Olson is the outspoken former president and CEO of Sleepycat Software who helped build the open source Berkeley DB project into a multimillion-dollar business. Oracle bought the database company in February. Oracle PR accompanies Olson when he meets with the press, but unlike many of the company's plain-vanilla VPs, he's still talking.

Charles Babcock, Editor at Large, Cloud

June 23, 2006

2 Min Read

Photograph by Jeffery Newbury
Mike Olson
VP at Oracle
Interview by Charles Babcock

Mike Olson, Oracle VP


"There's always some concern among the staff about how it will work out when one company acquires another. But there's been no thinning of the Sleepycat staff. We're pretty much working on the same stuff as before the acquisition. The integration of the two companies is going well."


Olson is happy with his new job at Oracle. "I can concentrate on the skills I like the best. I help customers adopt Berkeley DB, and I walk around talking to people on the engineering team and in the field service organization. I talk to many more customers. Oracle has staff to read the balance sheet and do the other infrastructure stuff I used to do."


Olson doesn't contribute to open source projects as much as he used to. "I was one of the architects of the Postgres database. You can see my fingerprints on it. But I haven't driven a keyboard for a living for a good eight years."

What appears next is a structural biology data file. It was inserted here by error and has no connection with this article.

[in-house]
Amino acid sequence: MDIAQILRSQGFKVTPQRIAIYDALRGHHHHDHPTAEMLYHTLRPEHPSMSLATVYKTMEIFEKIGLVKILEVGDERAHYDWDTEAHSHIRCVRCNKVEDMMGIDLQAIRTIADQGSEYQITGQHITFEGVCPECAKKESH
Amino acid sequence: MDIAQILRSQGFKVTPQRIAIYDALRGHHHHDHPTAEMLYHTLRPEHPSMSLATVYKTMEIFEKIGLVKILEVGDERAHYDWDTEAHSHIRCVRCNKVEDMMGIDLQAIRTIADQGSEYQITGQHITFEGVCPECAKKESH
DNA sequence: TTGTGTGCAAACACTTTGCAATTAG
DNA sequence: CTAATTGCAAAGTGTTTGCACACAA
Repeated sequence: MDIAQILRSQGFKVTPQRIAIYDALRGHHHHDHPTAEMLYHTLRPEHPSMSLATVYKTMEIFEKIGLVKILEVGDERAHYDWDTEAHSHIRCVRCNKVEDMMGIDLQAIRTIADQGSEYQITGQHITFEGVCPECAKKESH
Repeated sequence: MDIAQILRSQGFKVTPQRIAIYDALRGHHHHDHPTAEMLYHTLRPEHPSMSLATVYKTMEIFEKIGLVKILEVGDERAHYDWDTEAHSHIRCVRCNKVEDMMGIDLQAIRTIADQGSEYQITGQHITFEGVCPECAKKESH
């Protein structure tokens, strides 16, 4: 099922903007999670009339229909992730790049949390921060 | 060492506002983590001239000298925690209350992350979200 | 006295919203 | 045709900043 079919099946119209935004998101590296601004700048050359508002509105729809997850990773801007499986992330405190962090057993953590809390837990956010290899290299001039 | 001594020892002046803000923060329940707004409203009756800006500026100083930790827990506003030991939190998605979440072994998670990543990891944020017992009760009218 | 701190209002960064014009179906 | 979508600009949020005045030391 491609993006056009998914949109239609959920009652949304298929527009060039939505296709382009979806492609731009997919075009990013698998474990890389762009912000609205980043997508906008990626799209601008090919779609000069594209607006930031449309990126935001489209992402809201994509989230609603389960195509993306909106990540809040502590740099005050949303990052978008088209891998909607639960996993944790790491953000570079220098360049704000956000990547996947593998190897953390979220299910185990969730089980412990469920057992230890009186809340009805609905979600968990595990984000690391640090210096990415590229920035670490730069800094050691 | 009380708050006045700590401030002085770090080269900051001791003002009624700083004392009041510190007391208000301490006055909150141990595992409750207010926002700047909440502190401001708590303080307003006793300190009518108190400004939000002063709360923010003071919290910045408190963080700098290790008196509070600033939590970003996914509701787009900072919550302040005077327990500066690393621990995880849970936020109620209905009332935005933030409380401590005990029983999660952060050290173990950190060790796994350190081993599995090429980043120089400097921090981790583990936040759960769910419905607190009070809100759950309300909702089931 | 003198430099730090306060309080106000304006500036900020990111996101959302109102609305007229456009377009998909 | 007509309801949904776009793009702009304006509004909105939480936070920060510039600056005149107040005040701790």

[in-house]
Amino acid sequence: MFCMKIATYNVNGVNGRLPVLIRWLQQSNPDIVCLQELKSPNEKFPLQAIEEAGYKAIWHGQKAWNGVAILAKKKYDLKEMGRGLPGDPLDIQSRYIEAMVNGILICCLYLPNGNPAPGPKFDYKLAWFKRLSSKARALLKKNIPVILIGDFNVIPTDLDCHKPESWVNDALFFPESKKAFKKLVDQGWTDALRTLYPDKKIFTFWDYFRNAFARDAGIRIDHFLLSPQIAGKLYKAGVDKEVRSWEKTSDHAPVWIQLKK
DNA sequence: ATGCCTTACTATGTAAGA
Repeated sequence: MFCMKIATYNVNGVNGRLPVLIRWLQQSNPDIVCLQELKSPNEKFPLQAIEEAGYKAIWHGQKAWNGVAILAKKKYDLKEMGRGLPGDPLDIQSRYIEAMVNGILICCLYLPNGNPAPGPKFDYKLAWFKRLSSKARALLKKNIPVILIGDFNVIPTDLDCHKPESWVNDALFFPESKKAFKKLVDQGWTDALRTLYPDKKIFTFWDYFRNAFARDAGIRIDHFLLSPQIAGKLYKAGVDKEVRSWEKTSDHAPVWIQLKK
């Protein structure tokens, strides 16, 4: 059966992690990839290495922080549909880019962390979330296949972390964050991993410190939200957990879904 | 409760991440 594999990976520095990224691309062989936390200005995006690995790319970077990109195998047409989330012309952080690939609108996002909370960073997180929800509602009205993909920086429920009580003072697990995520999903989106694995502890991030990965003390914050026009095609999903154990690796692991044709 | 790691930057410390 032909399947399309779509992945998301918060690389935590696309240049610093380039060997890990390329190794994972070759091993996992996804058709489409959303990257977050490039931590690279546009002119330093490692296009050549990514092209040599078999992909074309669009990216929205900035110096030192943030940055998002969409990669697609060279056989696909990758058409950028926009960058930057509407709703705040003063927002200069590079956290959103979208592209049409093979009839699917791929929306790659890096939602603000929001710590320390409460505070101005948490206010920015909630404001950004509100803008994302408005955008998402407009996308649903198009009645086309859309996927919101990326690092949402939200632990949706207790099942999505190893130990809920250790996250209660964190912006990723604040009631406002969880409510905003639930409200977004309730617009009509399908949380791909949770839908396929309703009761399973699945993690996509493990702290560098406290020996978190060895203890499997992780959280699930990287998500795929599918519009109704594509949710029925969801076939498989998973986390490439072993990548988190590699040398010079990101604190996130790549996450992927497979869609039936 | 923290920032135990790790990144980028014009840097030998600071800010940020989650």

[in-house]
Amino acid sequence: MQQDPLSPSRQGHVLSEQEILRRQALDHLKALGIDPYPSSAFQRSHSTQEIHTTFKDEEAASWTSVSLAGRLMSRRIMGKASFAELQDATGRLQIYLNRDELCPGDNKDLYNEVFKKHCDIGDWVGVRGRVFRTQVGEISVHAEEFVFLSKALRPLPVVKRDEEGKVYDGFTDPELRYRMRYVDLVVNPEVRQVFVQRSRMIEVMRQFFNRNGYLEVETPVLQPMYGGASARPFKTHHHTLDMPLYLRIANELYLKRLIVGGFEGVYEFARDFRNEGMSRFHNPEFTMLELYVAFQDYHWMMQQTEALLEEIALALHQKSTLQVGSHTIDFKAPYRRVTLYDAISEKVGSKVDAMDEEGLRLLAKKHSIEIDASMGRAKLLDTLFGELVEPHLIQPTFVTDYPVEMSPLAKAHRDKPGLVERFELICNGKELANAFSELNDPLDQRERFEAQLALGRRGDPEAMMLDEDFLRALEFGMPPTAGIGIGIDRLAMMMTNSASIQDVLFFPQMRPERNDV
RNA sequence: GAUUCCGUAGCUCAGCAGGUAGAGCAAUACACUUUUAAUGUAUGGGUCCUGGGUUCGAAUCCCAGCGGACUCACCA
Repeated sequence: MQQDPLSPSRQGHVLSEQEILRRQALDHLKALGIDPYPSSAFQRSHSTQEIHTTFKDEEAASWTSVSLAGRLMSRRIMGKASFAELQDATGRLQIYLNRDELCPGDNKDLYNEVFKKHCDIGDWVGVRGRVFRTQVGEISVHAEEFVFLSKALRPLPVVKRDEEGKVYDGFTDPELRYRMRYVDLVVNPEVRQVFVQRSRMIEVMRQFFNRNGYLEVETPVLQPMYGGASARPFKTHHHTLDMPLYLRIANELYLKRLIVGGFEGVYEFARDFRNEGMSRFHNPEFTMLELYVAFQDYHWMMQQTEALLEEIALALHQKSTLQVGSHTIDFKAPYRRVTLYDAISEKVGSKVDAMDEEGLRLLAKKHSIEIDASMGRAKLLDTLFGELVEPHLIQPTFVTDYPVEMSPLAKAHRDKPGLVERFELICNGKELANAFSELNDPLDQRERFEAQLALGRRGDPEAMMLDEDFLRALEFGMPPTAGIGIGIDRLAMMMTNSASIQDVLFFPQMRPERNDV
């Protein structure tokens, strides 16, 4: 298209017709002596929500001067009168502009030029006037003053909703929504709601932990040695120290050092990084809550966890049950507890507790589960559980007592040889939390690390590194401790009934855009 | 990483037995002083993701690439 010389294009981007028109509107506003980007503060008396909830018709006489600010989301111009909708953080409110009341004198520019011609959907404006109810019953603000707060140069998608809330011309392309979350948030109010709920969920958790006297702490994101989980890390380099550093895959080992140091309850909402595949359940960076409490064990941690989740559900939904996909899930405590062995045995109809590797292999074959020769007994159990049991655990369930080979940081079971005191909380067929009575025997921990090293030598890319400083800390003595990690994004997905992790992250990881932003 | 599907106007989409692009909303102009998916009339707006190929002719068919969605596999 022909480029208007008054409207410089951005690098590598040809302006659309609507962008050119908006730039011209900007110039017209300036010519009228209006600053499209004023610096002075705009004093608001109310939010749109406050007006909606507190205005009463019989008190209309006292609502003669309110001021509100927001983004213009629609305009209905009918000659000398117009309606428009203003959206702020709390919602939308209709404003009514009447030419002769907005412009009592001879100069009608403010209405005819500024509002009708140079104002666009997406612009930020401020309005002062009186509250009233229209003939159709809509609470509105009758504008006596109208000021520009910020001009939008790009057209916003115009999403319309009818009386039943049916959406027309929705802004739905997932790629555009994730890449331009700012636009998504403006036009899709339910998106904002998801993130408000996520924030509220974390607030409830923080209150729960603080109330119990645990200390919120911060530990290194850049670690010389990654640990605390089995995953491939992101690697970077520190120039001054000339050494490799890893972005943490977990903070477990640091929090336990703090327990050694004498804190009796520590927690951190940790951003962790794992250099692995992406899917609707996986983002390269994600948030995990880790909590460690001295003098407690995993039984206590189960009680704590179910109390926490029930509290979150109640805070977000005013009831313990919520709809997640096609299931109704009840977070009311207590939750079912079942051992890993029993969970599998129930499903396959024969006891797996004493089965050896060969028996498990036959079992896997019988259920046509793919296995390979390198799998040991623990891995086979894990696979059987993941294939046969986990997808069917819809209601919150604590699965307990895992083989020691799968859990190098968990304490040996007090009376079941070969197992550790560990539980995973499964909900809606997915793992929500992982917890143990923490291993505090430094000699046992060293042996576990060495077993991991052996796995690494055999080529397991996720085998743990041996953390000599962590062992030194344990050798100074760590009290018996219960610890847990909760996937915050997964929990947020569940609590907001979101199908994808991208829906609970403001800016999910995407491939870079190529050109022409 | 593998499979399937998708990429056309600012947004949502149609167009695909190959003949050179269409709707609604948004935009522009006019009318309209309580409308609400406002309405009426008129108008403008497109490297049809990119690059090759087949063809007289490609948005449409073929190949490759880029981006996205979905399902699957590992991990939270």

"I'm not a BlackBerry or Treo user. My favorite device is my Motorola Razr phone. I get excited by the prospect of Web 2.0 apps in my browser window. Mash-ups of Google Maps blow me away."


"I bought an iPod, but my 14-year-old son commandeered it--a testament to Apple's crushing mindshare in his generation. I've got an older MP3 player I still use. When it stops working, I'll probably buy whatever Apple's selling."

About the Author(s)

Charles Babcock

Editor at Large, Cloud

Charles Babcock is an editor-at-large for InformationWeek and author of Management Strategies for the Cloud Revolution, a McGraw-Hill book. He is the former editor-in-chief of Digital News, former software editor of Computerworld and former technology editor of Interactive Week. He is a graduate of Syracuse University where he obtained a bachelor's degree in journalism. He joined the publication in 2003.

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